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Master Chefs Cook Kosher Hardcover – Bargain Price, April 1, 1998
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In every section, Zeidler talks about the accomplishments of the featured chef and tells about their appearance on the show, in case you are not a viewer. Thus you get to discover that Neela Paniz of Bombay Café in west Los Angeles never cooked before she moved to the U.S. from India and that she appeared on the show wearing a bright sari. In comments about what was prepared, Zeidler adds her own serving suggestions, like recommending that you serve Paniz's chicken curry and pungently sweet chutneys to break the fast on Yom Kippur because these dishes can be prepared in advance.
A glorious, up-close, and Technicolor photo of a dish illustrates every section, most of which provide recipes for three dishes.
The range of dishes chosen by the various chefs proves how adaptable kosher cooking can be. Much of this food is simple compared to the way the chefs cook in their restaurants, but will probably raise the level of sophistication for home cooks not in the habit of preparing brisket of beef slowly braised with beer, or salmon kebabs marinated, Yucatan-style, in fresh orange and lime juice with garlic. Side dishes like Crunchy Fennel Salad and desserts like rich, buttery Polenta Pudding topped with Berry Compote, and paper-thin Pistachio Lace Cookies with a hint of orange flavor, add to the appeal of Zeidler's book. --Dana Jacobi --This text refers to an out of print or unavailable edition of this title.
Reviews from: LOS ANGELES TIMES
CHICAGO TRIBUNE Jewish holidays are traditionally observed at home, but increasingly restaurants are the settings for Passover Seders and other celebrations. Consider that Spago's Seder is one of the hardest reservations to get all year. Over the past 15 years, American chefs have created pretty good kosher dishes to serve at these dinners. Now Judy Zeidler, cookbook author and host of the Jewish Television Network's "Judy's Kitchen," has collected recipes from 37 chefs in her new book, Master Chefs Cook Kosher.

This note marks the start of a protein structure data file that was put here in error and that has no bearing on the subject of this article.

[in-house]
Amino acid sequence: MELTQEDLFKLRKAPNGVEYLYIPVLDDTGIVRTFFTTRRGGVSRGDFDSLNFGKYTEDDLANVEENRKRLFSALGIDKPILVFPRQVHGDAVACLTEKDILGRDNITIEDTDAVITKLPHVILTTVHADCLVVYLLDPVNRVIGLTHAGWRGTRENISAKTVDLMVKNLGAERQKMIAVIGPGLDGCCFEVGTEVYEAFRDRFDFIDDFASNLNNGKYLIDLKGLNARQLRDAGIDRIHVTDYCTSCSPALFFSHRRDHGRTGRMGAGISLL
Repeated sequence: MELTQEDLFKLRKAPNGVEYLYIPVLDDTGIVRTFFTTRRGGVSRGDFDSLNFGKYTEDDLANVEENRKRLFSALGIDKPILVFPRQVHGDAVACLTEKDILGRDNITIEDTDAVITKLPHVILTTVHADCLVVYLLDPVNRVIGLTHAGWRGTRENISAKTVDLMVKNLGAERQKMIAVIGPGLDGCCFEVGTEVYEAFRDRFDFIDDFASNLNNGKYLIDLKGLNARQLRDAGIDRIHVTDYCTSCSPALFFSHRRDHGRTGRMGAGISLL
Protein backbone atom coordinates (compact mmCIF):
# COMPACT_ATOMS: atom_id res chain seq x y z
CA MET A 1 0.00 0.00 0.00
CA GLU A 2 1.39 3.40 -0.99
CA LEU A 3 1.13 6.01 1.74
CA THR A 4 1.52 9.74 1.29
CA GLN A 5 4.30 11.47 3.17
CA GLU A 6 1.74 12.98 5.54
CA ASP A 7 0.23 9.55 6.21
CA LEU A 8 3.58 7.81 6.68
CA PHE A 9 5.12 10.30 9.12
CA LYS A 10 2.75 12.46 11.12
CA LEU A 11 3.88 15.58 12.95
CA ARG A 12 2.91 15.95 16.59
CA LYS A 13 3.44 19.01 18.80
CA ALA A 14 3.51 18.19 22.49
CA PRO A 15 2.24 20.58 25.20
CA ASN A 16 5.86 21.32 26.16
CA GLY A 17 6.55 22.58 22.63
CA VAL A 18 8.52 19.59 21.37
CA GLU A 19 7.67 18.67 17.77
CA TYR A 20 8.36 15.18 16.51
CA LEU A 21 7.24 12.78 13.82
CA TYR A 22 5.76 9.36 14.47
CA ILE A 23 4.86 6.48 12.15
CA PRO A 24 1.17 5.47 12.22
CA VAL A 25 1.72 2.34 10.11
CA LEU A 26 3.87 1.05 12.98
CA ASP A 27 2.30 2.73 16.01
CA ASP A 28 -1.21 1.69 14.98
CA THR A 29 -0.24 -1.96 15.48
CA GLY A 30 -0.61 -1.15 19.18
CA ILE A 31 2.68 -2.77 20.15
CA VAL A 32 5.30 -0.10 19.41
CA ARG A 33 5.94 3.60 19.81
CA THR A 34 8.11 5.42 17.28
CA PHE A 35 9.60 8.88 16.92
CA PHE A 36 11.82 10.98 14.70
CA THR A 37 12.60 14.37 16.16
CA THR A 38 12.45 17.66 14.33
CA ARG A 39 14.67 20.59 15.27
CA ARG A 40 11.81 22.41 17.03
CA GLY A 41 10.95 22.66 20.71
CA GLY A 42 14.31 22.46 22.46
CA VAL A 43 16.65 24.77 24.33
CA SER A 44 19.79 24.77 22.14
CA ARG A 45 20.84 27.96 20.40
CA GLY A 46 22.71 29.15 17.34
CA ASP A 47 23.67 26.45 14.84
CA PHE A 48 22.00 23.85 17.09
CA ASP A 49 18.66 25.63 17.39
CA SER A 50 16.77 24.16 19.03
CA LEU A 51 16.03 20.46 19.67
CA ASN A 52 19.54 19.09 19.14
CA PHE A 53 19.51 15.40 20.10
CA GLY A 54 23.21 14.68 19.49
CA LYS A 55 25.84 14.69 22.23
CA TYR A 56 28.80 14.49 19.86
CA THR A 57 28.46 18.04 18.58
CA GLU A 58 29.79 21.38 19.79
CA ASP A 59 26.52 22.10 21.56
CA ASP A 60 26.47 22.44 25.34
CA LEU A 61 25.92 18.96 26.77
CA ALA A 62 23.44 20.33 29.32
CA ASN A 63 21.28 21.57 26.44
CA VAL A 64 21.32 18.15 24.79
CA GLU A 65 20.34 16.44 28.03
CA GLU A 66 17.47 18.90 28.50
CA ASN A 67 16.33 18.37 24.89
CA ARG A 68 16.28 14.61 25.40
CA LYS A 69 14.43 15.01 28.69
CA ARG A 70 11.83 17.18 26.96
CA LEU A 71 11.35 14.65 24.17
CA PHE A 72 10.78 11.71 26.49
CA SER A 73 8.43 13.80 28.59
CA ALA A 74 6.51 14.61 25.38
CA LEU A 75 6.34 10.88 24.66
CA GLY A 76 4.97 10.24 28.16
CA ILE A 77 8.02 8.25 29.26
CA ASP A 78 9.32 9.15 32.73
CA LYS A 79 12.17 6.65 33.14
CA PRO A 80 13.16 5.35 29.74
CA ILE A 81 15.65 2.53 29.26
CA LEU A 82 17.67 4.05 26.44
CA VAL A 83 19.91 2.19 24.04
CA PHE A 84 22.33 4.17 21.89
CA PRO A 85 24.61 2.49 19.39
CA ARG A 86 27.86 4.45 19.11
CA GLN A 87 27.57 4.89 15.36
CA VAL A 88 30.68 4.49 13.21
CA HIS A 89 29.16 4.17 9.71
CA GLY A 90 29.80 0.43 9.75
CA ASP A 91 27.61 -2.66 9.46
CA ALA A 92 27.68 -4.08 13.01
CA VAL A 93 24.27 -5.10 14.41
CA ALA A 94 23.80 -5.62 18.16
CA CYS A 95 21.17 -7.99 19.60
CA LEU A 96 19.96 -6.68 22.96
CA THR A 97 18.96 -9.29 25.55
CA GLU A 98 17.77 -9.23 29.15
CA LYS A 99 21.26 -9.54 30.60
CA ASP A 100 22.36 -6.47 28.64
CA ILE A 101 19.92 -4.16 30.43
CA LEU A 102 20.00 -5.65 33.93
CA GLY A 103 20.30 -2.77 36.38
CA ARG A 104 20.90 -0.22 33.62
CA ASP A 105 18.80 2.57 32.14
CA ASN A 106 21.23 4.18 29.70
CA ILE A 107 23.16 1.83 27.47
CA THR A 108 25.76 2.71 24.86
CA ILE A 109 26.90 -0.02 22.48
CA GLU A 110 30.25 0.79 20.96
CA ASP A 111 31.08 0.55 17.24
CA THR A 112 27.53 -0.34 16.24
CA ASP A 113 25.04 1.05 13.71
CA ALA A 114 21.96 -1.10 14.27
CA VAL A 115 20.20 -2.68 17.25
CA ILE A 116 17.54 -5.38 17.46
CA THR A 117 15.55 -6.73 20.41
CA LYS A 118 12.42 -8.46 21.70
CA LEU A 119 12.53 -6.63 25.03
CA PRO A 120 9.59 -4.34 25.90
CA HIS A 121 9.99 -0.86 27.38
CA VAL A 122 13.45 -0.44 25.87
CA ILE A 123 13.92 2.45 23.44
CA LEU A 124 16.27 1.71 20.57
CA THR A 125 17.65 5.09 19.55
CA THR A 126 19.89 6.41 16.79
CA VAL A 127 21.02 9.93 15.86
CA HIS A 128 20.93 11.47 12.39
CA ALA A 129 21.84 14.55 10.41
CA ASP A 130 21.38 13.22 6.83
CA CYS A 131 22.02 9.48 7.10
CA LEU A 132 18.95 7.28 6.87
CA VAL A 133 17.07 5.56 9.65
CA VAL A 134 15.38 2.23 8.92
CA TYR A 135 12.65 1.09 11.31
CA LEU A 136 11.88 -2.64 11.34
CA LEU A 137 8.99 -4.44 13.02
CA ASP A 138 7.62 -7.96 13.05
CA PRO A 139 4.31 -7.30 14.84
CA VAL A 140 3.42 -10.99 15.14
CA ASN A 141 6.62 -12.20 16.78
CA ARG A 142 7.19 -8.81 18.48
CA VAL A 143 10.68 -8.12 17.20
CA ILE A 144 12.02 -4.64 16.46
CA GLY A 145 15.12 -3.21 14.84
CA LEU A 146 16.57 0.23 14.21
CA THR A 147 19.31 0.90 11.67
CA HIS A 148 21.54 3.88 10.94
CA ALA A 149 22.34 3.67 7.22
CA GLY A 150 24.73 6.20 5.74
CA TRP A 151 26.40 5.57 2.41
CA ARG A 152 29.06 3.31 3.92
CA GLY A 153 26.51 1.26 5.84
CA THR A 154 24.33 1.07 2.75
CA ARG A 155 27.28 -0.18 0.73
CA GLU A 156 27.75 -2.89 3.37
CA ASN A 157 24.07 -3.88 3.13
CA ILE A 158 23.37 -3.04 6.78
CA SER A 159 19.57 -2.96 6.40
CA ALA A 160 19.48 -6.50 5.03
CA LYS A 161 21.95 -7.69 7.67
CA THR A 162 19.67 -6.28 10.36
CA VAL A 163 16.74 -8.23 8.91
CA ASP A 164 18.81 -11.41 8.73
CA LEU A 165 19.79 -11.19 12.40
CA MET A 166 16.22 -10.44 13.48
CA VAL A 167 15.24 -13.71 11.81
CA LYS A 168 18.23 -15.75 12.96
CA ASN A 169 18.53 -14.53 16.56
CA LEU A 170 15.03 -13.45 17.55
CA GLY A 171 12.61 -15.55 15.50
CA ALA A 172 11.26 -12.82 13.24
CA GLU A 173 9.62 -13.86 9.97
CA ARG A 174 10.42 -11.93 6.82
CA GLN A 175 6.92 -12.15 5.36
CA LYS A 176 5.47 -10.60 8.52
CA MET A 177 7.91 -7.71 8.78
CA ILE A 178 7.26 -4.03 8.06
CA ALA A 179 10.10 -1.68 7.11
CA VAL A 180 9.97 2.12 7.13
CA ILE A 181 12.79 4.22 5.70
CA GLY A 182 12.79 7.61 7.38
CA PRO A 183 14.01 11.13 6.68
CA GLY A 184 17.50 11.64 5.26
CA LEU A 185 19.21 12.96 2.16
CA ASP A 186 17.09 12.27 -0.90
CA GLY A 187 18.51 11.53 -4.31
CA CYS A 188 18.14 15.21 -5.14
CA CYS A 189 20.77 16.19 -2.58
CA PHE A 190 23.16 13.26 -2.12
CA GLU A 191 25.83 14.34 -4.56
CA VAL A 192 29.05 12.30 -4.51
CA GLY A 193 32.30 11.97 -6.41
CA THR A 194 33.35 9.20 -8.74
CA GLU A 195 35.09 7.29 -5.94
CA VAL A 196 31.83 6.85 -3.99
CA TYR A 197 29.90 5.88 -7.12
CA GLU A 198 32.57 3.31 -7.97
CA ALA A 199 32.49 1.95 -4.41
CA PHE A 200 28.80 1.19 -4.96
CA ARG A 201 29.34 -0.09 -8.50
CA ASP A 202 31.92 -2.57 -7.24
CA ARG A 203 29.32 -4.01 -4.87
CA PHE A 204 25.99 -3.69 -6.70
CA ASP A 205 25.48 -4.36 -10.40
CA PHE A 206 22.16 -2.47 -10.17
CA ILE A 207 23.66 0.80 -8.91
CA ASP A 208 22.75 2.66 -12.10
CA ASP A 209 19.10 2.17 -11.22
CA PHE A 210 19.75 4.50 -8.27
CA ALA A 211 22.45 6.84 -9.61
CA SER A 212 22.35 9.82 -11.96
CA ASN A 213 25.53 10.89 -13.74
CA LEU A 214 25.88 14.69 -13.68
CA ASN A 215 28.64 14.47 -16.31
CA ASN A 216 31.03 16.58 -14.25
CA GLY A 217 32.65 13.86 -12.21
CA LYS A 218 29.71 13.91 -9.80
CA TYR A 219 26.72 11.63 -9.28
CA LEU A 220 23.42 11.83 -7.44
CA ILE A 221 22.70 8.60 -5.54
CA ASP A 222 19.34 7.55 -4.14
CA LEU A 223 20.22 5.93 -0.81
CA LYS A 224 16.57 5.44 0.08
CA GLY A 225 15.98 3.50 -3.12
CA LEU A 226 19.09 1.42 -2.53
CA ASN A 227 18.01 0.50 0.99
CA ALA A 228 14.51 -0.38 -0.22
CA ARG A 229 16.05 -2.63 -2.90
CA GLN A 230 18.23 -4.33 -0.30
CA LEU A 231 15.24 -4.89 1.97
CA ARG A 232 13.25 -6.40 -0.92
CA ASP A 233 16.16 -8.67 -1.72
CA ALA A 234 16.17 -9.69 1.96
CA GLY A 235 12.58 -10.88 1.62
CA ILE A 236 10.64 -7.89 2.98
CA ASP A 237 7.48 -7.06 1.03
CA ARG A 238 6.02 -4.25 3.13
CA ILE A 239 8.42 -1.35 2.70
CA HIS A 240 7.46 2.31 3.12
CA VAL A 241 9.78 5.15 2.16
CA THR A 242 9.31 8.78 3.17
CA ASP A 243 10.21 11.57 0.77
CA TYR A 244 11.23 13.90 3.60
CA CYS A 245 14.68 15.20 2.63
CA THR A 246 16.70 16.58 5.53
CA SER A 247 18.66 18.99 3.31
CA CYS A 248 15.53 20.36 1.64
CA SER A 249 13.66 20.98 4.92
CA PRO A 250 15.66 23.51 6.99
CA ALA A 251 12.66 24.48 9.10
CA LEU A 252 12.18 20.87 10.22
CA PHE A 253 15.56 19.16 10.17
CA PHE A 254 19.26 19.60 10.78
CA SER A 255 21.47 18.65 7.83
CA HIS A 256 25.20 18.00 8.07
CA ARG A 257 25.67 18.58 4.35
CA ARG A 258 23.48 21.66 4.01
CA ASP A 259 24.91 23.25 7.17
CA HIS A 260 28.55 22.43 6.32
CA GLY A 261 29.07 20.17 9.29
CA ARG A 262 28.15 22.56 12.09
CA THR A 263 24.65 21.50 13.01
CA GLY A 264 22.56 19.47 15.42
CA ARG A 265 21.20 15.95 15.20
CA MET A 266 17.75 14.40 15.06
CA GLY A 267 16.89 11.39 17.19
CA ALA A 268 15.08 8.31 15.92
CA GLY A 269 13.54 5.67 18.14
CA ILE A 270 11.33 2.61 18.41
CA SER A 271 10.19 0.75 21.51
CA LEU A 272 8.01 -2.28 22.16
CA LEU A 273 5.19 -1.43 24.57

Among the chefs: Mary Sue Milliken and Susan Feniger, Joachim Splichal, Michel Richard, Yujean Kang, Ken Frank, Evan Kleiman, Tommy Tang, Bradley Ogden, Roger Vergé, Mark Peel and Nancy Silverton, Stephan Pyles, Johanne Killeen, and George Germon, Hans Rockenwagner, Joyce Goldstein and Patrick Healy.
The cookbook is also notable for being one of the few to be published with a correction page. Most publishers simply wait for a second printing to fix mistakes, but in the style of a newspaper "For the Record" box, Chronicle has listed several clarifications opposite the book's title page.
Great Chefs, including Roger Verge, Michel Richard and Stephan Pyles, have adapted their recipes for Judy Zeider's Judy's Kitchen television show on the Jewish Television Network. The beautifully photographed book Master Chefs Cook Kosher pulls those recipes together for more than two dozen suggested menus. In the introduction, Zeidler writes that the book proves home cooks can observe kosher dietary rules while enjoying sophisticated and delicious meals. Turkey sausage with fruit liqueur by Bruce Aidells (also known as "The Sausage King") and spicy tuna rolls by Tommy Tang are amongst the recipes featured. Each dish is a designed as either a dairy, meat or pareve food. For those keeping kosher, meat and dairy must never be eaten together but pareve foods can be eaten with either one.
--This text refers to an out of print or unavailable edition of this title.